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Compensation for last fiscal paid to States using previous years’ balance of cess

The Centre made up a 42% shortfall in Goods and Services Tax compensation cess collection in 2019-20 by using balance of cess from previous years, plus a transfer from the Consolidated Fund of India. Meanwhile, the GST Council, which was slated to meet this month to discuss the possibility of market borrowing to meet likely future shortfalls, is yet to do so.

The final instalment of GST compensation for the year — ₹13,806 crore for March — has been released to the States, the Finance Ministry said in a statement on Monday. This completes the delayed compensation payments for the financial year.

During 2019-20, the cess collected was only ₹95,444 crore, just under 58% of the ₹1.65 lakh crore that was paid out to States. “To release the compensation for 2019-20, balance of cess amount collected during 2017-18 and 2018-19 was also utilised. In addition, the Centre had transferred ₹33,412 crore from the Consolidated Fund of India to the Compensation Fund as part of an exercise to apportion balance of IGST pertaining to 2017-18,” the ministry said.

States had been protesting the delay in payment of pending compensation even before the COVID-19 pandemic led to a sharp fall in revenues and further delays, with some States even threatening legal action. GST revenue fell 41% in the first quarter of 2020-21, indicating that the shortfall in cess collections and likely delays in payments to States is likely to continue in the current financial year.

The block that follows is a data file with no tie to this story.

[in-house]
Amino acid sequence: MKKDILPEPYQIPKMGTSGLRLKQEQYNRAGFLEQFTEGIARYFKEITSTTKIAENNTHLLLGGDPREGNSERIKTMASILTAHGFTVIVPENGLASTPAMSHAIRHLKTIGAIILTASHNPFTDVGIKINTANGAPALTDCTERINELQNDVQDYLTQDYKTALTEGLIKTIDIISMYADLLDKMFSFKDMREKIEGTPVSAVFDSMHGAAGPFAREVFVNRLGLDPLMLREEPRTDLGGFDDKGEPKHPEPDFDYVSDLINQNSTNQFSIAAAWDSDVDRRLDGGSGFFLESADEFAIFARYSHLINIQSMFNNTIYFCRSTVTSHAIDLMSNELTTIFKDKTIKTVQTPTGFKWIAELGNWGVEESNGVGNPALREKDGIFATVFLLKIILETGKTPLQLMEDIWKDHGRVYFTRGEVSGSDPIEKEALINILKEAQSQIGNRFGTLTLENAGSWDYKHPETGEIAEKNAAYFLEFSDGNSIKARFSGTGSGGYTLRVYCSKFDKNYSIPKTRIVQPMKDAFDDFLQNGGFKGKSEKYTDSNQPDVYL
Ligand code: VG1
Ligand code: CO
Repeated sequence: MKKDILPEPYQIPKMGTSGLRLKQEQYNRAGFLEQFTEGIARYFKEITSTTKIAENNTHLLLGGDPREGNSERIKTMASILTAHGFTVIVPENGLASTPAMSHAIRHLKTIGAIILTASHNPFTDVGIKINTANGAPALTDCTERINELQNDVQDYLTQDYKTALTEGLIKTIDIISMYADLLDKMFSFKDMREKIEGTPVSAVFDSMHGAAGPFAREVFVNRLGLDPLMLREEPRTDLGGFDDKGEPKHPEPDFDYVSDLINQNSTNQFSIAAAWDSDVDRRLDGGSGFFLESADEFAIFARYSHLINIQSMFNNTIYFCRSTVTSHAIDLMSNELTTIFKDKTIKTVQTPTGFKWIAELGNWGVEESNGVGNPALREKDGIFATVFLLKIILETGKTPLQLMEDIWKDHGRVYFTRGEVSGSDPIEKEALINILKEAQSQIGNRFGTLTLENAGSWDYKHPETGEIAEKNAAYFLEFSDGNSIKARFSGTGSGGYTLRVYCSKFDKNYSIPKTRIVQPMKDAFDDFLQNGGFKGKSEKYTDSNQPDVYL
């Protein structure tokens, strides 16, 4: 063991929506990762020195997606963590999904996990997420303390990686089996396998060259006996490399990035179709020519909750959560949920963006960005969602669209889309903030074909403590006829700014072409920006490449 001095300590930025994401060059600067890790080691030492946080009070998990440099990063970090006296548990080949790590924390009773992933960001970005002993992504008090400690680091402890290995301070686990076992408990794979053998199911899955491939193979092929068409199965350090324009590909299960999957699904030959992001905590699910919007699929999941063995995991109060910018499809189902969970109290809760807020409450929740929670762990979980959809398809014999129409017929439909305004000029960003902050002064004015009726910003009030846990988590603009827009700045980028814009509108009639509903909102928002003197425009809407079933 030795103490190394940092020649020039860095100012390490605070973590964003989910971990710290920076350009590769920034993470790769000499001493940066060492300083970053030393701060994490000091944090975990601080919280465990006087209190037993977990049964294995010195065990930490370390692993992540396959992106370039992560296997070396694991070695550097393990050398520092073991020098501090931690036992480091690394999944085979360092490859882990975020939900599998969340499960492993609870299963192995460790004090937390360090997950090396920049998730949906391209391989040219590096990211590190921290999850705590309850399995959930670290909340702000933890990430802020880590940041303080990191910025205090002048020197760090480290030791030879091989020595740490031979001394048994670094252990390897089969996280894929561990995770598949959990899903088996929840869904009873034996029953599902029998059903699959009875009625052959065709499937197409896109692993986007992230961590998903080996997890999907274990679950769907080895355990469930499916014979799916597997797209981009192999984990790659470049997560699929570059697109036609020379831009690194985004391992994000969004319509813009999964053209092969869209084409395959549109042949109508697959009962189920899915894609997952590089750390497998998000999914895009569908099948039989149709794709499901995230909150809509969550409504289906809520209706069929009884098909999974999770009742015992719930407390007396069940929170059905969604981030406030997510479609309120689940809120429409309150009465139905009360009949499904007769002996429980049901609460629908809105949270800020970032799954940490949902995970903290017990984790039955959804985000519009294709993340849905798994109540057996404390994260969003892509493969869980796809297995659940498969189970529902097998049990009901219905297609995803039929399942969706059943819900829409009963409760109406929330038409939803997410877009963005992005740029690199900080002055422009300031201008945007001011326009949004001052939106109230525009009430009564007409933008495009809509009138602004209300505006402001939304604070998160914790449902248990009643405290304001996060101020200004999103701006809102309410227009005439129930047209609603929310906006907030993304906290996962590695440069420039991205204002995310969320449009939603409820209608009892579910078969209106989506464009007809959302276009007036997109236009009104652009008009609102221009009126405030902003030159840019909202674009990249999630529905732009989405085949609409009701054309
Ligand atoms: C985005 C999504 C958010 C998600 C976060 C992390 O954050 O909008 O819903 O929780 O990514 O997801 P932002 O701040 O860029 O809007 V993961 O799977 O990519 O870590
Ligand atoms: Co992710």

Council yet to meet

After the GST Council’s last meeting on June 12, Finance Minister Nirmala Sitharaman told journalists that on the request of all State Finance Ministers, another meeting of the Council would be held in July “to discuss exclusively one agenda point, and that is compensation cess which has to be given to the States, and if at all it results in some kind of borrowing, how and who is going to pay for it.” However, the meeting is yet to be scheduled.

The GST regime, introduced in 2017, promised that the Centre would pay States full revenue compensation for the first five years, calculated using 2015-16 as the base year, assuming a 14% annual growth rate in a State’s revenue.


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